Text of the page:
Glaser admits that the approach is “almost embarrassingly simple.” But the system contains hidden cleverness. If the host country offers up a fake warhead, another number besides N-max could be reached, which may reveal the number of preloaded bubbles being added. This could allow the inspector to work backward to find the signature, potentially releasing the host country’s nuclear secrets—added incentive not to cheat.
Although the theory seems sound, says Steve Fetter, a nuclear-control expert at the University of Maryland, he is not convinced such secrecy is necessary. Two states with advanced nukes don’t have much that they need to steal from one another, he notes. Tom Cochran, a physicist with the Natural Resources Defense Council, has concerns on other grounds. He brought up a testing system he proposed in the 1990s that measures the gamma rays nuclear warheads emit, which are more plentiful than neutrons and are statistically more likely to be accurate, he says. His system, however, relies on a computer to shield the classified information.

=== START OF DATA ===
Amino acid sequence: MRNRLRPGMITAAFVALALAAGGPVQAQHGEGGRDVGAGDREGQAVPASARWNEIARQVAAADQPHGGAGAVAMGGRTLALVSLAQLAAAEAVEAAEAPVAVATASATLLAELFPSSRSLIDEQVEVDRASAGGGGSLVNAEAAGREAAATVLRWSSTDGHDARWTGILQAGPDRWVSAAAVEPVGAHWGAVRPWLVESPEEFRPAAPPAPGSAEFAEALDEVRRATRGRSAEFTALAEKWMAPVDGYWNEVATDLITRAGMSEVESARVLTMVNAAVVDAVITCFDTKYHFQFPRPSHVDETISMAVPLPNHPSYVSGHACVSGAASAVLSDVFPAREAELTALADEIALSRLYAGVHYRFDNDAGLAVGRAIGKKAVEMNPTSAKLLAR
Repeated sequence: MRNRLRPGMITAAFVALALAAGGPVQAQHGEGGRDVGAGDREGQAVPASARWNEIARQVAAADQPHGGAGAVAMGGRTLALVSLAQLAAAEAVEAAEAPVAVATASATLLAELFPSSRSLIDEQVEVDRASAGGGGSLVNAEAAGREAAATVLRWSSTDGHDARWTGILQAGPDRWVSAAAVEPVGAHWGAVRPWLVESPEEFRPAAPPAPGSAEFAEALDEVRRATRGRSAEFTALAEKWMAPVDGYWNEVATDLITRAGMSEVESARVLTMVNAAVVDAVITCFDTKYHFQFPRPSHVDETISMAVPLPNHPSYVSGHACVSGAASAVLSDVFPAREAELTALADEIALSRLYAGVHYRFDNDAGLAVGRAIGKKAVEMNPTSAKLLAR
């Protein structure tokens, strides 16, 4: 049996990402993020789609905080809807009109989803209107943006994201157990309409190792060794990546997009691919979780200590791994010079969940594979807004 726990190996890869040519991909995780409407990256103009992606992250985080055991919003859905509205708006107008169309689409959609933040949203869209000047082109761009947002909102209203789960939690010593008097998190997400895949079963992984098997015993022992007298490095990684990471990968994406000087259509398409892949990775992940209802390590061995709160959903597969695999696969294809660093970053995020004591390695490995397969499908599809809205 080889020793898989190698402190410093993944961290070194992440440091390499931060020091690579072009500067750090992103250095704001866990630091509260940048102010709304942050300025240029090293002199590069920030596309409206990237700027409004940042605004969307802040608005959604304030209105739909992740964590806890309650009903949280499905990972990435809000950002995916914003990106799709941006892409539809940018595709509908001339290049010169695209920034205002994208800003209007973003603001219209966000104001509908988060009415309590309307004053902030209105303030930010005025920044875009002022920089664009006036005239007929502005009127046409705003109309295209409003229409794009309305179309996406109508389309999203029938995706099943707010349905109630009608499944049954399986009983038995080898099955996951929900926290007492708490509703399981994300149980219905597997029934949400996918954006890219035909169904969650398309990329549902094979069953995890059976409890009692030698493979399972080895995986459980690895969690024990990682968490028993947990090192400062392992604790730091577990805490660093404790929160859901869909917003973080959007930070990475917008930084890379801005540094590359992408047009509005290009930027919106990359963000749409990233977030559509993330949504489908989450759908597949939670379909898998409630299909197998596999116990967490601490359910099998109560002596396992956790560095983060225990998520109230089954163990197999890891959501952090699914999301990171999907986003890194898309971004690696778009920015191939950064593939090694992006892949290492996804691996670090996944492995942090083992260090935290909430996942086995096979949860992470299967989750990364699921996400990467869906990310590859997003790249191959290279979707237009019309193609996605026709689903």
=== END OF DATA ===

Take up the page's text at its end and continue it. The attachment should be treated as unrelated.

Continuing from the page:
Glaser disputes the notion that better verification tests are unnecessary. As evidence that current systems are not adequate, he points to the U.S. Department of Defense’s 2010 Nuclear Posture Review that noted a need for “expanded work on verification technologies.”
Fetter concurs that as the number of warheads diminishes, governments will want to verify that reduction and that the neutron system may be a good option, although it is still a few years away from reality. “If these kinds of ideas are on the table, it should facilitate moving forward in negotiations,” Goldston says.